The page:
Europe's announcement of sectorial sanctions against Russia is welcome news. Russian President Vladimir Putin's continued aggression in Ukraine should not go unanswered by the international community. Over time, this latest round, which affects military, financial, and oil sectors will surely bite. Whether they will change Putin's calculus in the short term, however, is far less certain. In fact, Putin's moves to date signal his intentions loud and clear. Far from seeking options for a face-saving de-escalation, Putin is posturing for more military intervention.
The latest reports from U.S. intelligence suggest that Russia has not only been supplying a steady stream of high-end weapons and training to rebels in Ukraine; but they are also firing artillery from across the border. As former U.S. ambassador to Russia Michael McFaul plainly observed, "Instead of using [the Malaysian Air crash] as a pretext for ending this war, he seems to be doing the opposite, doubling down."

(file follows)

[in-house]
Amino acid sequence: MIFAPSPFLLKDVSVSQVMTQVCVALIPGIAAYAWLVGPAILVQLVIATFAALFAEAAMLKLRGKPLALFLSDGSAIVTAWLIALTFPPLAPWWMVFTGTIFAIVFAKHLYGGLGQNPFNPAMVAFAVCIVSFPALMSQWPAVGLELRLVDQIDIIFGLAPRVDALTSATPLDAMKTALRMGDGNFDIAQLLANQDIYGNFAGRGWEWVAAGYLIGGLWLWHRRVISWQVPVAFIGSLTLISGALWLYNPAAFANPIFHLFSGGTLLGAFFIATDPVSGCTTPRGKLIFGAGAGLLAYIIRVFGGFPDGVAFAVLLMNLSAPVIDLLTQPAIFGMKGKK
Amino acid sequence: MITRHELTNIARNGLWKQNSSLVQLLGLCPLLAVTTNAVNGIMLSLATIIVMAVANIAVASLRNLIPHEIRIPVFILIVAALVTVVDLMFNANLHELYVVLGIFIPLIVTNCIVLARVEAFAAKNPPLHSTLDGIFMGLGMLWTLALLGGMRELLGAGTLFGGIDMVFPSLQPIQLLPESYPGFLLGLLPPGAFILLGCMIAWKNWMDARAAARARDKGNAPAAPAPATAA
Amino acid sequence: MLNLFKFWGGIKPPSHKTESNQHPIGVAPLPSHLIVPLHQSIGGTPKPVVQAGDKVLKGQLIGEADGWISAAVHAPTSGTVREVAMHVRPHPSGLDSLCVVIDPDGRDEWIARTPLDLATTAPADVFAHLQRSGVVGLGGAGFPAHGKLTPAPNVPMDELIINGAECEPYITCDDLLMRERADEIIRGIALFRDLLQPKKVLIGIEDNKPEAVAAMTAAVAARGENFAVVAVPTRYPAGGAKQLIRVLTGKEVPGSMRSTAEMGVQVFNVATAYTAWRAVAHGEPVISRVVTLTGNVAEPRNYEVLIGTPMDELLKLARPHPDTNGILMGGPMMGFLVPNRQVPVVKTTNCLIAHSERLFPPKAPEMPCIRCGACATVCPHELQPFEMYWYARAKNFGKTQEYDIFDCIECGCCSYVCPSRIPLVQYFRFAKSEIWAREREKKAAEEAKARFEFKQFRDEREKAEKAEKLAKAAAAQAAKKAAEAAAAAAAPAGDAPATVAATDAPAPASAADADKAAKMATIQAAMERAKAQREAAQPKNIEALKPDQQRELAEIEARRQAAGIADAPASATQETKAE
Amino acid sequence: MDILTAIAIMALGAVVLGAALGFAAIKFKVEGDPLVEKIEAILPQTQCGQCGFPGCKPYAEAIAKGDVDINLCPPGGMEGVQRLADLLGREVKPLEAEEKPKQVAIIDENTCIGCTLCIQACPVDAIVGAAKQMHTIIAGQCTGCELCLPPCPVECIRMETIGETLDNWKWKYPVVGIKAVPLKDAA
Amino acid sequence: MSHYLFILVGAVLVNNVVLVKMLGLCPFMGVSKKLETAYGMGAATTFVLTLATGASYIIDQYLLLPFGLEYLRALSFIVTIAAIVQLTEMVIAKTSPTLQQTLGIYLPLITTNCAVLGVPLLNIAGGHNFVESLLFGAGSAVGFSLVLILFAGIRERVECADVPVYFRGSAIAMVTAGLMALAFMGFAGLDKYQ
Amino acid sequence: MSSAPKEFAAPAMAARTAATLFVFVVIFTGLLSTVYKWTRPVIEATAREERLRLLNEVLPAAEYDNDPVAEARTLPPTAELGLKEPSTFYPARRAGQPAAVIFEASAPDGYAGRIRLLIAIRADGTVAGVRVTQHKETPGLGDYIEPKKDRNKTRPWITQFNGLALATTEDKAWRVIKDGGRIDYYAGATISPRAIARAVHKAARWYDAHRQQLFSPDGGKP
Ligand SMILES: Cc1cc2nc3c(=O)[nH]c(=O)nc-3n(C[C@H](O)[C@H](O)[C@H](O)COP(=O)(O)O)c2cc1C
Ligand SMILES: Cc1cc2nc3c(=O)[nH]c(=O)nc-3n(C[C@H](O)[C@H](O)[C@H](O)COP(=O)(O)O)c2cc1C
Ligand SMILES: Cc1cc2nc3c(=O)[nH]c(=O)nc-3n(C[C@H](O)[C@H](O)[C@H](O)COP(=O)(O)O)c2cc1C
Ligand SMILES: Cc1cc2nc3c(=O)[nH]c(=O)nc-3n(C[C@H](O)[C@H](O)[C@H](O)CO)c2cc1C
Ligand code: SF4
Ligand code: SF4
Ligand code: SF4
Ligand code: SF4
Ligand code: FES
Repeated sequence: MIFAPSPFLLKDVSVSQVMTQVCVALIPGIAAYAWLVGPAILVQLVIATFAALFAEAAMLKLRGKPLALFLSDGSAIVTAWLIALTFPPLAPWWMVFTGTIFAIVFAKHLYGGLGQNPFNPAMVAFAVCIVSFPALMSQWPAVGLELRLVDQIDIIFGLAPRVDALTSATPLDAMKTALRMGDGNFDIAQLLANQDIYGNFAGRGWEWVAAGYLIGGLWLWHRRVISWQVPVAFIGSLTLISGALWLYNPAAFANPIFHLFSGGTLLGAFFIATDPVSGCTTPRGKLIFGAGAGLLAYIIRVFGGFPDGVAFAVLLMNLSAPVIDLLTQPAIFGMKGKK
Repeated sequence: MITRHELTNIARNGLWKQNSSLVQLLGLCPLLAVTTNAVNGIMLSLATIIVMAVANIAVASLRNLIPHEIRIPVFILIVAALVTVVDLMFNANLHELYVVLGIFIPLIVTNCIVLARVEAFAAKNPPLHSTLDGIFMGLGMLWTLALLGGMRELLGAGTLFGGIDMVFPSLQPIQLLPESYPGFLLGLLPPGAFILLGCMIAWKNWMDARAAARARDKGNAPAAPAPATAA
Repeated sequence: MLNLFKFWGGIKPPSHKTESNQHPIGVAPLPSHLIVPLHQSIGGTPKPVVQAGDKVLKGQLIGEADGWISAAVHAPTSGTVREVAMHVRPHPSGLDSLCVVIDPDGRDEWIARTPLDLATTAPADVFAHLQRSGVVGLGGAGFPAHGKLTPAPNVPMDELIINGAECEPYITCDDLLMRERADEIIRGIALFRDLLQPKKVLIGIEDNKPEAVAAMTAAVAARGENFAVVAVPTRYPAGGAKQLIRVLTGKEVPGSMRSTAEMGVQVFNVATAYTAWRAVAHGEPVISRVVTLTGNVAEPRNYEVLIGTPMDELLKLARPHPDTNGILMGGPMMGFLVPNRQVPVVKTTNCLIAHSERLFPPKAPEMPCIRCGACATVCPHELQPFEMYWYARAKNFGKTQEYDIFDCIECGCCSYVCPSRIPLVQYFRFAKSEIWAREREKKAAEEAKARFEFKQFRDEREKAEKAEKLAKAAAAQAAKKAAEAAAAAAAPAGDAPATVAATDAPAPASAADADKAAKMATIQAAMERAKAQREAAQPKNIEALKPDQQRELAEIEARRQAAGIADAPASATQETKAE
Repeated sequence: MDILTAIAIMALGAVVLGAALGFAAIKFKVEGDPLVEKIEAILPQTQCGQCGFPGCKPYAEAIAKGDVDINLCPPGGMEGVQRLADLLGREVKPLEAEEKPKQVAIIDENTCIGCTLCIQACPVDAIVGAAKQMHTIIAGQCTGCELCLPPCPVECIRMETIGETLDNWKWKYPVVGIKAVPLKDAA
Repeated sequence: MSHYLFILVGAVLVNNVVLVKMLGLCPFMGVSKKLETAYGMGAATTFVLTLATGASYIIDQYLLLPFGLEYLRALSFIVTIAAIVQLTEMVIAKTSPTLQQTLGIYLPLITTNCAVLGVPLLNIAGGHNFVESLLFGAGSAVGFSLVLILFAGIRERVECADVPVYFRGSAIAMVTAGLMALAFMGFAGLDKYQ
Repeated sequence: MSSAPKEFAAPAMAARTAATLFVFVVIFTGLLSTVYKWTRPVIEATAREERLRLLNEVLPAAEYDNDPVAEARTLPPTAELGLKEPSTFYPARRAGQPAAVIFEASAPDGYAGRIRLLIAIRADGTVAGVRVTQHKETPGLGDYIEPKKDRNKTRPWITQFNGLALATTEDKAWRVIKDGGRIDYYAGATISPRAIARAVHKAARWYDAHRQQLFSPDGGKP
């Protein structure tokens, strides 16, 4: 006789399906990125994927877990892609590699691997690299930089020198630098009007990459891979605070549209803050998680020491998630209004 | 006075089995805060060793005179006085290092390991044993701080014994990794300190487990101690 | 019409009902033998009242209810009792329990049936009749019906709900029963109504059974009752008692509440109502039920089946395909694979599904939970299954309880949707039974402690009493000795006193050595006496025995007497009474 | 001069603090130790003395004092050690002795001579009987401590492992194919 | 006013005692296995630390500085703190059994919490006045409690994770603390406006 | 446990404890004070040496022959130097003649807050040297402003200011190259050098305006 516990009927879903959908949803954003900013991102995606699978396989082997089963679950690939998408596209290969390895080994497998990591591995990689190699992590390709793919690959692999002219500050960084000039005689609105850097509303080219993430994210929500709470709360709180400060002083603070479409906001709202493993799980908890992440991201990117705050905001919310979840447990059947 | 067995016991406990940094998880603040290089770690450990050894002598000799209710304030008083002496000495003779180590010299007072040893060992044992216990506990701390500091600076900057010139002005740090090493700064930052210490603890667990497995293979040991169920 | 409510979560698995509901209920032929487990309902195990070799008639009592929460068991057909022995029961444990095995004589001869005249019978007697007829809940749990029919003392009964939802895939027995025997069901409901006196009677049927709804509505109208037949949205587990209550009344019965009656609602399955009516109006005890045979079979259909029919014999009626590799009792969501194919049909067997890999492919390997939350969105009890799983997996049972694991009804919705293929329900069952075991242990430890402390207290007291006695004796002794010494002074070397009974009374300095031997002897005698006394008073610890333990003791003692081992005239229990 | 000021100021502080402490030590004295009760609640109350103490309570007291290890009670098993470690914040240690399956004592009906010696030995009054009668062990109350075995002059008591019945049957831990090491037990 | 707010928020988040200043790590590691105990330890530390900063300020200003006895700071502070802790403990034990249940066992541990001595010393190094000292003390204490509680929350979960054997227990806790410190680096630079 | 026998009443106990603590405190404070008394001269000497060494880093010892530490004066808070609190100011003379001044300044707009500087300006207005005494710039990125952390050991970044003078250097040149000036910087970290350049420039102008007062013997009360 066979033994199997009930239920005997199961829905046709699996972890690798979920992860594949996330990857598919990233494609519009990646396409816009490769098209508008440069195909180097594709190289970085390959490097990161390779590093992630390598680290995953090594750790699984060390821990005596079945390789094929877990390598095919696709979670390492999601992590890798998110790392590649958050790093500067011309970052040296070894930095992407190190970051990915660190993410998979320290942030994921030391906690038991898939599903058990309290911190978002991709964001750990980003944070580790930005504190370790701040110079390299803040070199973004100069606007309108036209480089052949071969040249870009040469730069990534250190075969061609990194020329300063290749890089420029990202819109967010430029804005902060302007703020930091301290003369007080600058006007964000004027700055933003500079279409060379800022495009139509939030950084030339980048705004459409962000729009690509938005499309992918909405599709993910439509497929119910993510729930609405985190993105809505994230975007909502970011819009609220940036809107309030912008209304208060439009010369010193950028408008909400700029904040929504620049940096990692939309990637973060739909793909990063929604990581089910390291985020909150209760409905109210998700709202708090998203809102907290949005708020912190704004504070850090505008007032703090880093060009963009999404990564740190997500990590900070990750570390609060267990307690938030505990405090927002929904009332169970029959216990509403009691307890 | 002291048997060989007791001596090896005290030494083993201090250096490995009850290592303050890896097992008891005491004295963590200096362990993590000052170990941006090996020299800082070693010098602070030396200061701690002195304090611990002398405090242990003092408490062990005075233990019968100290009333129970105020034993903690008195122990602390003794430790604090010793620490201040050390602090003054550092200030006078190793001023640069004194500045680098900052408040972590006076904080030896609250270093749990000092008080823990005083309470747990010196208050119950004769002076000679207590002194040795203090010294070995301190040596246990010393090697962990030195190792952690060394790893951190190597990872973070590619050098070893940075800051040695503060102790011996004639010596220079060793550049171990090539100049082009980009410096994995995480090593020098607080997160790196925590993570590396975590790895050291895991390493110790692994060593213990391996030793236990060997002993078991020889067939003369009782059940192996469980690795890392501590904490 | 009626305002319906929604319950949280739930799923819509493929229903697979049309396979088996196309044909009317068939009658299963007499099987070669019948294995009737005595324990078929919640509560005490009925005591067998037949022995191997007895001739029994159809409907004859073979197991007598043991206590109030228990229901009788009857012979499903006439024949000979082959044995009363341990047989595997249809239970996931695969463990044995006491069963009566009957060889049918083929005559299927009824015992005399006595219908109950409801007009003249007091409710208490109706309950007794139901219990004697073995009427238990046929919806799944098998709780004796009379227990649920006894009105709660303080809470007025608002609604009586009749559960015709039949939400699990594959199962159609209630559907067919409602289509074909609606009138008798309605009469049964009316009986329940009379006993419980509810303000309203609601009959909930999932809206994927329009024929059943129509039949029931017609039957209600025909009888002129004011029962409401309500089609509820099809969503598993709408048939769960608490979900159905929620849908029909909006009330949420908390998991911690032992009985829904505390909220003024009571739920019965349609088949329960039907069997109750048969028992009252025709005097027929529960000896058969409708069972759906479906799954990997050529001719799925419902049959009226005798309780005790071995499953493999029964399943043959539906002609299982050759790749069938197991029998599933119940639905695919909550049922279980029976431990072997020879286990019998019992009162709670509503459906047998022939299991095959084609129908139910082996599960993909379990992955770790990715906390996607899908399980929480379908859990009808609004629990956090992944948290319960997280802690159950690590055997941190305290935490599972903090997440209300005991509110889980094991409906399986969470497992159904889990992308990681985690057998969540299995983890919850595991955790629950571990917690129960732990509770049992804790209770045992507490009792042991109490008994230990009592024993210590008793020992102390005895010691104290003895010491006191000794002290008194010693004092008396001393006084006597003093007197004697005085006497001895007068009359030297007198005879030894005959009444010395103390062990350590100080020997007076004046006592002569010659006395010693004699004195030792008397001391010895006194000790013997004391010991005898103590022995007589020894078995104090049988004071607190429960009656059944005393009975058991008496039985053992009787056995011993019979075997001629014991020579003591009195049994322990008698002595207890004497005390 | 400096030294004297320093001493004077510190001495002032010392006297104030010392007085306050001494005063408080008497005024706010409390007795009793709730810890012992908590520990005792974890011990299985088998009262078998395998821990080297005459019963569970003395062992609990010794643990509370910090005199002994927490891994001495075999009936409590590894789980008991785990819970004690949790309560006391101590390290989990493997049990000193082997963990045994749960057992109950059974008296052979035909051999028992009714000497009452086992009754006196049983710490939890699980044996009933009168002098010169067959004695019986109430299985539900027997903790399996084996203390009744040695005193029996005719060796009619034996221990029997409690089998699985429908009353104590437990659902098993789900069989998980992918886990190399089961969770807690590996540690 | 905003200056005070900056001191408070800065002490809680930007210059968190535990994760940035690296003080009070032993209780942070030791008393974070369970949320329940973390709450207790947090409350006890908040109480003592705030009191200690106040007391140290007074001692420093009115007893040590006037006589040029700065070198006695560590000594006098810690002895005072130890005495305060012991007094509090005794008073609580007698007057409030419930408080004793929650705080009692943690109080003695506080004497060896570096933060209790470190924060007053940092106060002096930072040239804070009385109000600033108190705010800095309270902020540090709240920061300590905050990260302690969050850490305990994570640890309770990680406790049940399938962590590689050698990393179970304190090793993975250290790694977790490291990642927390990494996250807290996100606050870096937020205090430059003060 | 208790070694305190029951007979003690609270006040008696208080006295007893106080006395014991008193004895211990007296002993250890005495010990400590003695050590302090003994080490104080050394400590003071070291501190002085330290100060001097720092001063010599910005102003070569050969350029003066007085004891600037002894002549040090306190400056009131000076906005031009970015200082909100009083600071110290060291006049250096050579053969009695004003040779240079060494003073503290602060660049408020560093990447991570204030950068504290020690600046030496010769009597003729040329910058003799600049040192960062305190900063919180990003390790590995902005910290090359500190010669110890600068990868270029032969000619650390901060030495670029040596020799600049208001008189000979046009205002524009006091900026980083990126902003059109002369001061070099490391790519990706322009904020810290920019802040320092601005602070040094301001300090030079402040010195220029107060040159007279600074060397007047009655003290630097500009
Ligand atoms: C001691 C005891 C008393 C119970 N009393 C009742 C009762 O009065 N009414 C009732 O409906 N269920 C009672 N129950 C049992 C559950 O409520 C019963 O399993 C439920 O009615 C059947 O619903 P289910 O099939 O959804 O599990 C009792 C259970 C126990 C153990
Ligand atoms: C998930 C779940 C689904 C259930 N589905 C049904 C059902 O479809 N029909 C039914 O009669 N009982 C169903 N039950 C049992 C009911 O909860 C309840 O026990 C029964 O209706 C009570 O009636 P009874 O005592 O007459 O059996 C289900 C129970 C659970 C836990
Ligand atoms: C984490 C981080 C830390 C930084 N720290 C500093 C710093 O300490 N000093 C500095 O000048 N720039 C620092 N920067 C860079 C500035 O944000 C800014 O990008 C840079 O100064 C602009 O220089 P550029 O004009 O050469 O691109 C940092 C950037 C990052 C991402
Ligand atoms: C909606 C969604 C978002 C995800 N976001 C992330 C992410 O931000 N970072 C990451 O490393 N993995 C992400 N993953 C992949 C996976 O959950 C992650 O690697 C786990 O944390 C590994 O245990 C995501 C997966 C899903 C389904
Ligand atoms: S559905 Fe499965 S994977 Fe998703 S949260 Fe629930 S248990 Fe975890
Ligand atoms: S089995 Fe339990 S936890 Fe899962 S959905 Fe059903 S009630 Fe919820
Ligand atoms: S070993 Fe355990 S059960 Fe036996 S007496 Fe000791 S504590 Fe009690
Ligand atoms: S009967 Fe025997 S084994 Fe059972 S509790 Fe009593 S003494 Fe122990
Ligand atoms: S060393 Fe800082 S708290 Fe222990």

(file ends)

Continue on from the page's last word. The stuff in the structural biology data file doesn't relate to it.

This should really not surprise us. Just because many of us think it would be unwise for Putin to continue to escalate this crisis, does not mean that he won't do it anyway. Buoyed by Russian domestic public opinion, Putin has demonstrated remarkable resolve in the face of increasingly tough sanctions and isolation from the international community. The fact that escalating the conflict or even invading Ukraine may not be in Russia's long-term interests is beside the point. If we continue to try to predict Putin's behavior based on what we think is "wise" versus what he is actually doing, we will continue to be surprised.